The movie is set primarily in the late 60s and early 70s in Newark, barely tackling the riots of 1967 to use them as a cover for a storytelling choice for Dickie. The entire subplot featuring the struggles of the African American community feel tacked on to this movie, as if Chase is responding to criticisms that his series wasn’t diverse enough. The rise of Harold (Leslie Odom Jr.) as a gangster is given such little significance. He begins as an employee of Dickie’s and then becomes a rival, but this complicated relationship isn’t played like it’s complicated. Every time Odom Jr. (One Night in Miami) appeared I kept hoping that finally the movie was going to give him something to dig into, to really explore this perspective in a meaningful way. The rivalry between Harold and Dickie doesn’t even feel significant because both of these men are criminally underwritten. The Newark riots are played so incidentally and without consequence. Why begin to explore racial unrest and police brutality if you’re just going to ignore it after twenty minutes of movie?
As a movie, The Many Saints of Newark did not work for me. As a Sopranos prequel, The Many Saints of Newark did not work for me. I had some mild amusement and intrigue with moments like Corey Stoll going full force in his impression of a young Uncle Junior, with Vera Farmiga chewing the scenery as Tony’s mother, and the impeccable resemblance of Gandolfini to his late father. I enjoyed the weirdness of Liotta playing twin brothers. I enjoyed the period appropriate production values and music choices. Unfortunately, it doesn’t add up to a vital experience that lends better understanding and insight into the Sopranos universe. Again, some fans may just be happy enough to exist in this universe for two more hours, to soak up even the most superfluous of details (I know I would be for my TV show favorites). That’s fine, but for me, what’s on screen barely resembles the daring and complex characterization of the series. Maybe a movie was always set up to fall short but this one falls short even as a mediocre mob movie.
Nate’s Grade: C
Those Who Wish Me Dead (2021)
If I told you I had a movie where Angelina Jolie is on the run from a team of assassins and under the backdrop of a raging forest fire, you’d likely be intrigued. Then if I said that it was co-written and directed by Taylor Sheridan, one of the best screenwriters working today who excels at taking muscular genres of old and providing uncommon depth and poetry, then you might say, “Why aren’t we watching this right now?” Those Who Wish Me Dead, based on the book by Michael Koryta, is Sheridan’s second directing effort after 2017’s excellent Wind River, and while I would not classify it as a bad movie, it is easily Sheridan’s weakest film to date. There’s so much amazing potential here with these plot elements, this cast, and this rising filmmaker, and to only produce a square, straightforward 90s action throwback feels deeply unsatisfactory. There could have been so much more.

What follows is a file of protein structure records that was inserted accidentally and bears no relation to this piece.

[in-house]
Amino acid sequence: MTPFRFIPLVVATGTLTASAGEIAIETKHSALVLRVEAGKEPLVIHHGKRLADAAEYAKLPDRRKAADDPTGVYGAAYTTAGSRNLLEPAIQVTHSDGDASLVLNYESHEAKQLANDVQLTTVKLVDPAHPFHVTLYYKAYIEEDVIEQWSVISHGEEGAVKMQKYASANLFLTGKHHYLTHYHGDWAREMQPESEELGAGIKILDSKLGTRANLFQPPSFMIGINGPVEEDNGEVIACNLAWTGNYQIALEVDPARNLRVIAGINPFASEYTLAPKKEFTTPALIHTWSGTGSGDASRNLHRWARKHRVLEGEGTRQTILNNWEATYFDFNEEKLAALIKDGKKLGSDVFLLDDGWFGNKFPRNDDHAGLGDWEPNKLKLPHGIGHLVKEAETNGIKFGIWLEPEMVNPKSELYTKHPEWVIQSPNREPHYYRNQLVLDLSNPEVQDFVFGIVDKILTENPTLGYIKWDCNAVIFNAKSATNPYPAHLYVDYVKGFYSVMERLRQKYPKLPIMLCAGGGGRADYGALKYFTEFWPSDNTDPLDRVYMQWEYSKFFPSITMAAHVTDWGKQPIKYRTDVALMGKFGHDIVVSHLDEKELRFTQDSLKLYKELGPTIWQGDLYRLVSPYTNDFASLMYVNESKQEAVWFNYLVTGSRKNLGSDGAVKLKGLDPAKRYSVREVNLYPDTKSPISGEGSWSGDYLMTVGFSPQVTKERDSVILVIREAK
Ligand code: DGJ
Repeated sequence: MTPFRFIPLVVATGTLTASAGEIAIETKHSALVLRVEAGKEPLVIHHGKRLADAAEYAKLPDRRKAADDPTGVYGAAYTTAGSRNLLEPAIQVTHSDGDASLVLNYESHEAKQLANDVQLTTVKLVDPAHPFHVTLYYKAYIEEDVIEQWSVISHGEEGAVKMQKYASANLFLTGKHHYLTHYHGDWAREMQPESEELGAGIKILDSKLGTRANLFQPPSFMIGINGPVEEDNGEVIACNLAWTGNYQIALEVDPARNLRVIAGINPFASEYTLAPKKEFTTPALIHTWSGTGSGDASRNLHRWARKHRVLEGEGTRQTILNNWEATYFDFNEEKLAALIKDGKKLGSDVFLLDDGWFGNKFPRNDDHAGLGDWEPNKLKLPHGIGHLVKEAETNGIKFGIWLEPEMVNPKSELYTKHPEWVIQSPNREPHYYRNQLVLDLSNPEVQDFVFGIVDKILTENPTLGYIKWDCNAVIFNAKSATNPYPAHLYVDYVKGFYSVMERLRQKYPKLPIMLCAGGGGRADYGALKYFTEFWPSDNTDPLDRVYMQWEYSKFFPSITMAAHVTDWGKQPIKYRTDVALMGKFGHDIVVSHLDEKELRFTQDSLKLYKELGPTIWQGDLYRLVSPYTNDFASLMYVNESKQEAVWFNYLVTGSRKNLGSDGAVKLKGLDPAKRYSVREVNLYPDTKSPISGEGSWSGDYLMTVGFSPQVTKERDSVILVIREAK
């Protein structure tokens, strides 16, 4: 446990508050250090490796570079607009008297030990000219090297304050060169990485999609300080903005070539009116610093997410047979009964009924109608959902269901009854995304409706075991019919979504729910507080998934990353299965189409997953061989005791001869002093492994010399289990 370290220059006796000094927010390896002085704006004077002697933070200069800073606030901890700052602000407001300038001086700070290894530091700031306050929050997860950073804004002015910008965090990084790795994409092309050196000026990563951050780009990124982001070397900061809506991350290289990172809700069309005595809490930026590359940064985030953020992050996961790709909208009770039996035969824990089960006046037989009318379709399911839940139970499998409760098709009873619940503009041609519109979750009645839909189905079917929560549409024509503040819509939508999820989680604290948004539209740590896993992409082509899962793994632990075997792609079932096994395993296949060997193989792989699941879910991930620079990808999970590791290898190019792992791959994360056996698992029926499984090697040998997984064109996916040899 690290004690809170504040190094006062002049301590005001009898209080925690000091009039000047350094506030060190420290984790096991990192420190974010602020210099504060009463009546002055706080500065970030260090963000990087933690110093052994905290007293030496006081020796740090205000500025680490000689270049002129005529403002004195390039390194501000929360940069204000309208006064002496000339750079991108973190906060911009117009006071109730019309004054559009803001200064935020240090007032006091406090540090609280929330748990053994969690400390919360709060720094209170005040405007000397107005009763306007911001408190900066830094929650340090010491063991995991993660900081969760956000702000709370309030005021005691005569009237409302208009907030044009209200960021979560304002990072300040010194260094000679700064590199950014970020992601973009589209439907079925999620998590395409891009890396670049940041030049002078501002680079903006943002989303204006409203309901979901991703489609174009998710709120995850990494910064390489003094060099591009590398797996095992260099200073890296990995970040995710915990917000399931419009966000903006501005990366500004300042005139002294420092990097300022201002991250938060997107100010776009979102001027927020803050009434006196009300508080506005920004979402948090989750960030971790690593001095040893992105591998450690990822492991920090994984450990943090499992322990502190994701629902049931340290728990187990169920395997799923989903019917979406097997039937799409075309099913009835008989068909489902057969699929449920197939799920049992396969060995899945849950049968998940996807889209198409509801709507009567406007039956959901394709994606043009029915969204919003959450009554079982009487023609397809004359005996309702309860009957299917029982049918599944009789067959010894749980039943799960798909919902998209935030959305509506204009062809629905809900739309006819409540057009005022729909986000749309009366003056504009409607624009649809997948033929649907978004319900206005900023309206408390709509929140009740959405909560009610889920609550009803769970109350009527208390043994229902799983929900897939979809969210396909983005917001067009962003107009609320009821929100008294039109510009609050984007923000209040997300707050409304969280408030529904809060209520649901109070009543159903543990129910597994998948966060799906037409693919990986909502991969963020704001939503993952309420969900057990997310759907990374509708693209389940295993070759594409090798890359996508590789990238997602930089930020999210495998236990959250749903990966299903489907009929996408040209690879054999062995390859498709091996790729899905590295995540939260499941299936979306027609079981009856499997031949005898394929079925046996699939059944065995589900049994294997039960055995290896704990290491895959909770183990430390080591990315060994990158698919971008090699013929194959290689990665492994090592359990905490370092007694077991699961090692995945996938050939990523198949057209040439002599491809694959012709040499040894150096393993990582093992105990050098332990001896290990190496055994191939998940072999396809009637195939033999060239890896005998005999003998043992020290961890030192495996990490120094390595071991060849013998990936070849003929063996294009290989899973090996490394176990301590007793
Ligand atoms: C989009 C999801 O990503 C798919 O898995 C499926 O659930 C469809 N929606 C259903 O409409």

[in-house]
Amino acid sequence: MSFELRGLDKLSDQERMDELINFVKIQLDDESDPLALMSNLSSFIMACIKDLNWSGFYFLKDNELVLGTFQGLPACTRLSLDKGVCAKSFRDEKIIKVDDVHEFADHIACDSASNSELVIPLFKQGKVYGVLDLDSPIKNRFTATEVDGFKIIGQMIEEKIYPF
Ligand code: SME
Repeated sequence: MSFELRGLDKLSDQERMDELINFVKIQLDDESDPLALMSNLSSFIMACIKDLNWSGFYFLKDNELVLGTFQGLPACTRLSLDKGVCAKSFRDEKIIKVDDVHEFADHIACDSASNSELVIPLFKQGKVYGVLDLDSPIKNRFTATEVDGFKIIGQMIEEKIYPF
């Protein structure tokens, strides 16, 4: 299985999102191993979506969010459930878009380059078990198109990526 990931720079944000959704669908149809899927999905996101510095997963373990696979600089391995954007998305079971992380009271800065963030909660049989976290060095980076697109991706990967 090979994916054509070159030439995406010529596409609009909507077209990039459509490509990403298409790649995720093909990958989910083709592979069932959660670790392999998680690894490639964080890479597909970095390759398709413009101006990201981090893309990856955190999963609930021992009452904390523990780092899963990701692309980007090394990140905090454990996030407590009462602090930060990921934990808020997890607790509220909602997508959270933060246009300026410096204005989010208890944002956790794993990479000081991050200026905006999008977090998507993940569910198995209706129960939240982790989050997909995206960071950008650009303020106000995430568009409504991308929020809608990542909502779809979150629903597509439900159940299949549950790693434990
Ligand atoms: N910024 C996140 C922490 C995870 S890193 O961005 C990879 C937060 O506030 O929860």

We follow Hannah (Jolie) and her team of Montana forest fire fighters. She is still recovering from a recent tragedy where she was unable to save campers from a fire. She’s been reassigned to a lonely lookout tower to deal with her guilt and PTSD. Along comes Connor (Finn Little) whose father is being hunted down by a team of hired assassins (Aidan Gillen, Nicholas Hoult). His father is killed but Connor escapes, finding refuge with Hannah and wary of trusting anyone new. The two of them make a trek to find help while the killers narrow their search and start a forest fire to provide a very attention-grabbing distraction for the local authorities.
The problem with the plot description I just provided is that there really isn’t much more to anything. You can probably see the progression of Hannah’s character arc immediately, having to confront her past trauma through combating the forest fire and saving this young boy’s life to make amends mentally for those she could not save in her past. The Sheridan of his past work would recognize that familiar arc and provide extra nuance, commentary, and make the character more emotionally resonant. Unfortunately, this version only produces a lead protagonist that is, shockingly, disposable. You could have eliminated the entire character of Hannah from this movie for all the personal significance she provides for this story, and that stunned me. We don’t really get insight into he beyond generic observations. She doesn’t really bond with this kid in any meaningful way. She doesn’t really teach this kid anything generally useful for his own safety. This is the type of relationship dynamic where the adult teaches the kid some means of defense, and then in a pivotal moment in Act Three, the child uses that technique to save themselves or the adult. It’s textbook (think: Face/Off with the butterfly knife as but one example). This movie doesn’t do that. In fact, once this kid hands over to Hannah the “unseen paper carrying dead dad’s important information” then he also comes across as disposable. I guess he’s still a witness to murder but the valuable intel seemed more pertinent to thwart. The fact that these two characters can arguably be removed from the story, either entirely or far earlier, is not a good assessment of their value added.